Taking on this position in the Venice Neighborhood Council is truly my best way deliver the most value while serving the community. This is what I’ve done my entire career, and I would be honored to do so for the neighborhood I so passionately advocate for – Venice.

Matthew Kline
As someone who has served as a board member for 5 years, both as Outreach Officer and Community Officer, I understand the responsibilities of this position better than most. The primary role of the Outreach Officer is to build awareness of our organization. That’s because growing our organization and making in stronger means we’ll have more influence upon our city officials and representatives, in order to ensure they’re looking out for our interests. While Venice is the face of the California to the world, at the end of the day we’re only 1% of the City’s population and we’re located as far West from City Hall as possible. That means we need to work harder to be heard.

I’ve lived and worked in Venice for the better part of a decade and I’ve built a network of relationships with neighborhood organizations, non-profits, schools, and businesses big and small. Those relationships and my relentless ability to continue making new ones is how I’m able to help the VNC grow.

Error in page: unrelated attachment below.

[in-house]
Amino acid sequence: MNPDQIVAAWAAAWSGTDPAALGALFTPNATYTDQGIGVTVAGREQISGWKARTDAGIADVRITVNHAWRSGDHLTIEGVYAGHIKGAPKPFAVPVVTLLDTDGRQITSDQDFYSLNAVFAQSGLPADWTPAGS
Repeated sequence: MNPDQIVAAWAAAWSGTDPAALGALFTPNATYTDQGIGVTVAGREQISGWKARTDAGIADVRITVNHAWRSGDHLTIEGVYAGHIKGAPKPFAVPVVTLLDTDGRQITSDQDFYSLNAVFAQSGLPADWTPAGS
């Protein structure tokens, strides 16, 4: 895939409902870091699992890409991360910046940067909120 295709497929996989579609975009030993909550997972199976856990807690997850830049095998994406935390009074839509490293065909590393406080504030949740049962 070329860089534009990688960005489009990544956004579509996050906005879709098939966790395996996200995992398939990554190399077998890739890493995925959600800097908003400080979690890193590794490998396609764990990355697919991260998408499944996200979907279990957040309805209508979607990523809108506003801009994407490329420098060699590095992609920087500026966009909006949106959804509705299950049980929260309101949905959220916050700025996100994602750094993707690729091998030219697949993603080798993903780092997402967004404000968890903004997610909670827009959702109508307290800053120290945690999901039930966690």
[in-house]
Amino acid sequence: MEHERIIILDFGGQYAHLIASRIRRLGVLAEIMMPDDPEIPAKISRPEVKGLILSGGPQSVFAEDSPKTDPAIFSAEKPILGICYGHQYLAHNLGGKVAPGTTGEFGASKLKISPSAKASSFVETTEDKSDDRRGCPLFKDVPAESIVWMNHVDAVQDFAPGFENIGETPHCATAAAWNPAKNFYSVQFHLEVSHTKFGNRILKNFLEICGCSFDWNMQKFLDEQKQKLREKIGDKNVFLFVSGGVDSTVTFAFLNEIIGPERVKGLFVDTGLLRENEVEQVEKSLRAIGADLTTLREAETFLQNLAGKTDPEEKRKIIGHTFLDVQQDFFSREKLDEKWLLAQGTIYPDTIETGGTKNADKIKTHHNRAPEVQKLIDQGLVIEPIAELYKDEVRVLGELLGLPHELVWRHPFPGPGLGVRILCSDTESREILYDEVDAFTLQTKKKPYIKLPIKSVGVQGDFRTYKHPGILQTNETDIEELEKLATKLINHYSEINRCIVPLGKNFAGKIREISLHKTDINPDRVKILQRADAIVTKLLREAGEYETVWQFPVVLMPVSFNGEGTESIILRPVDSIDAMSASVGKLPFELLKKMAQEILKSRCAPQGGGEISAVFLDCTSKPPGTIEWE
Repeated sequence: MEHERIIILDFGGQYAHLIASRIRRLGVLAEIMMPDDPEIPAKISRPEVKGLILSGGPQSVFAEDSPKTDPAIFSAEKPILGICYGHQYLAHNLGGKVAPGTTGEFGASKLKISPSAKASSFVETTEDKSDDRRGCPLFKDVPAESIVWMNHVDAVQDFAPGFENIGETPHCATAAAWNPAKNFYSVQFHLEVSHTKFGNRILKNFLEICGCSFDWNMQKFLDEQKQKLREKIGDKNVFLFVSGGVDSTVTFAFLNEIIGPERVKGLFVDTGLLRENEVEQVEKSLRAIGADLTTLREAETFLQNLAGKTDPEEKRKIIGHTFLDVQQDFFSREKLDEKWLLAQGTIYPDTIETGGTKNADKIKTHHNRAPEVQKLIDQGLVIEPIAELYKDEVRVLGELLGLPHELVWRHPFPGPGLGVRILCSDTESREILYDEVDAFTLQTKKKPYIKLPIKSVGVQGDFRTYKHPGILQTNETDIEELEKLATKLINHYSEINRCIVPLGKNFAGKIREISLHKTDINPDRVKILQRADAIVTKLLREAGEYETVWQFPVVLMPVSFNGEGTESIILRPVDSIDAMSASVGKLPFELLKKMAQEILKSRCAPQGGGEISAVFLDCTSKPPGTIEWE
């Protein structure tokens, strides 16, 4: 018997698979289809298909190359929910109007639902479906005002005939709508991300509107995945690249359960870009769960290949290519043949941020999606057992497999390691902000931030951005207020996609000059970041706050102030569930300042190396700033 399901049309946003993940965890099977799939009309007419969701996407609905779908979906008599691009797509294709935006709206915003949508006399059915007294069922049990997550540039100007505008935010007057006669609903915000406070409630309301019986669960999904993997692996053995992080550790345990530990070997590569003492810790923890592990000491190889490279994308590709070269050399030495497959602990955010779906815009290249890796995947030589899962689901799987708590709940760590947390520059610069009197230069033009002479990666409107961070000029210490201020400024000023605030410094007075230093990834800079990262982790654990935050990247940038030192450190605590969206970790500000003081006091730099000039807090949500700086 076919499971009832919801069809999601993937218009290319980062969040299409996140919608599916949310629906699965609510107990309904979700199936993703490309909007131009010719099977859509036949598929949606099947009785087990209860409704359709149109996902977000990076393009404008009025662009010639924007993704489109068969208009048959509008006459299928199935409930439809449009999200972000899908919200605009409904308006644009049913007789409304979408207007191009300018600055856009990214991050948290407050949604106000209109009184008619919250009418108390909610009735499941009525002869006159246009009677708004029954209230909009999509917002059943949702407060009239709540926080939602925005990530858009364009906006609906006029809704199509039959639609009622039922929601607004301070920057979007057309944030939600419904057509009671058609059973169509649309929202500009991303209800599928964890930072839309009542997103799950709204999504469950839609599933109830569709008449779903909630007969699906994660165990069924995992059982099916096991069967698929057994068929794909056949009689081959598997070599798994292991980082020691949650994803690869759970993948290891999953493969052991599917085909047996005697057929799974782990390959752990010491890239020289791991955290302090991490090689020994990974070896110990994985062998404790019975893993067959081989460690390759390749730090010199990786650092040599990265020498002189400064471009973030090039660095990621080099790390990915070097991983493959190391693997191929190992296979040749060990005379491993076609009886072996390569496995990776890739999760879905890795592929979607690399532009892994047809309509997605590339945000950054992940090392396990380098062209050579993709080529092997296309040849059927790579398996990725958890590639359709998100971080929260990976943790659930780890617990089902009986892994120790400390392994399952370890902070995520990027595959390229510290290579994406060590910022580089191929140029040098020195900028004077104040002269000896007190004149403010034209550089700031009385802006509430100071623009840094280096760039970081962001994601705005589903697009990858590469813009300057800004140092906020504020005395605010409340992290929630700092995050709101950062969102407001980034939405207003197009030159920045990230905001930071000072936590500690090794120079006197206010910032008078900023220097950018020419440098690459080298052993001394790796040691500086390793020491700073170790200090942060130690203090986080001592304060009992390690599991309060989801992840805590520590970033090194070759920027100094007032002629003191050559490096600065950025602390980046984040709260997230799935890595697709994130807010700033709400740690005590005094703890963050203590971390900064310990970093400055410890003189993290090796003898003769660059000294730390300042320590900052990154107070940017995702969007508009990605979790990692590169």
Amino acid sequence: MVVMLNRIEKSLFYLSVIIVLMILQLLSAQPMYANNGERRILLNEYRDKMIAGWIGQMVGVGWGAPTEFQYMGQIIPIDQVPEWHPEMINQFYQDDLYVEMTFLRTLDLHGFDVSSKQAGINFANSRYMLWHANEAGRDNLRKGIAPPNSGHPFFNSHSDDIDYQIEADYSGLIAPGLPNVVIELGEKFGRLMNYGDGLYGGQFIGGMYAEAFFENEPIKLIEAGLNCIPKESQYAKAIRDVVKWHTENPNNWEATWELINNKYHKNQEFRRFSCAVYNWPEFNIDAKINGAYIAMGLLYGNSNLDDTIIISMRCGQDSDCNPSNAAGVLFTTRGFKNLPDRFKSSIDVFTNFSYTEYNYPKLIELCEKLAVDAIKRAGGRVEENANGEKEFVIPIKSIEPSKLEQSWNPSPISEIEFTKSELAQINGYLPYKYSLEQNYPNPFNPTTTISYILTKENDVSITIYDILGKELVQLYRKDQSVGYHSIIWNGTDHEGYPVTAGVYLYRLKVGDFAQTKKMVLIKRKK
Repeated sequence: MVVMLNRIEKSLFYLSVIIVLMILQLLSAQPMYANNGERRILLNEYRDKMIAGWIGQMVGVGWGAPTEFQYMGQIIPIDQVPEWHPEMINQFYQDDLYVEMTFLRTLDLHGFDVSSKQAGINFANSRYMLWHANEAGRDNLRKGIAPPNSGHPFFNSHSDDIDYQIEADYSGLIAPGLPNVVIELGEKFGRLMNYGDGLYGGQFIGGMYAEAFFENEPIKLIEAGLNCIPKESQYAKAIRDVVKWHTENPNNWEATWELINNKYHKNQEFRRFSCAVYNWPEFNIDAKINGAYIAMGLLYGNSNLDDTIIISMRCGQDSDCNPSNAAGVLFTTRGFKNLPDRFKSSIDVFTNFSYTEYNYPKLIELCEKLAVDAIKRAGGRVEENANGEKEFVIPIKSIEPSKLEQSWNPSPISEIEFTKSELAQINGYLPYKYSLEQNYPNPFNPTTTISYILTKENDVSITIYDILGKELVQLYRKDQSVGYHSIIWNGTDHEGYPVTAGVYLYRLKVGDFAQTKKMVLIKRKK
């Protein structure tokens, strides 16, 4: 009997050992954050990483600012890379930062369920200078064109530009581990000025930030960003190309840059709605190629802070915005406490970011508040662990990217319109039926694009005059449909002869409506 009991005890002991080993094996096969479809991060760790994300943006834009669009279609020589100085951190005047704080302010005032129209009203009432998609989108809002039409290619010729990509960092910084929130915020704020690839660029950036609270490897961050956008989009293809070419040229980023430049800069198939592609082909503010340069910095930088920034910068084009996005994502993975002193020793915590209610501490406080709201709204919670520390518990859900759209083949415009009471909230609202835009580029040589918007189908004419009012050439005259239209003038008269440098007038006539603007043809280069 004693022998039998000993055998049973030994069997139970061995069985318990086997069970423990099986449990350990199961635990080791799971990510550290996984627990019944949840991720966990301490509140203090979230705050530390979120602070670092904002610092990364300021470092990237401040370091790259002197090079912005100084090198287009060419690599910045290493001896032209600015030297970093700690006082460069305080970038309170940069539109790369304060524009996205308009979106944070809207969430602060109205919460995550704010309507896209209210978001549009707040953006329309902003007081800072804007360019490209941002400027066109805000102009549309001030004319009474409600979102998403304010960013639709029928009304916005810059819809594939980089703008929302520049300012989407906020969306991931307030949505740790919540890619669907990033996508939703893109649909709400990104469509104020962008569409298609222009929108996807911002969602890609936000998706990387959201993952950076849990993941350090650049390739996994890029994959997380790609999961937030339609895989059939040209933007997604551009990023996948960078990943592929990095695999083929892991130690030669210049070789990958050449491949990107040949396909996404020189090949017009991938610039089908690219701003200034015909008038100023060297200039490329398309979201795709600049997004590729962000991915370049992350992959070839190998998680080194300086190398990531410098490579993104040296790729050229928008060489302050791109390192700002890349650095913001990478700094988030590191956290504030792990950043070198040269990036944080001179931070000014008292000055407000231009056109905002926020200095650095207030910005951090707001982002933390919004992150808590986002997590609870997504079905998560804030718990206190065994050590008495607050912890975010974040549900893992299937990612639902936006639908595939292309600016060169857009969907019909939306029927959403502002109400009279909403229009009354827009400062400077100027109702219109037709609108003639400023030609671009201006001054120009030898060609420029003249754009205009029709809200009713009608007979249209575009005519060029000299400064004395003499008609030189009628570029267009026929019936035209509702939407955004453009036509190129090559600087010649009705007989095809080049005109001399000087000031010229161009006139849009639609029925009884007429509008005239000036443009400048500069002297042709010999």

When I was Outreach Chair, the VNC had its best elections turnout in our history. I led and produced the most popular events our organization has held, including the town hall on the Emergence of Silicon Beach that drew the biggest tech companies in the area out of their offices and into face-to-face communication with residents. Venice has a lot of new residents and businesses. We can accomplish a dialogue only if they are part of the process. At the same time, those with tenure must stay involved in order to help preserve the unique aspects of this great community that we hold dear.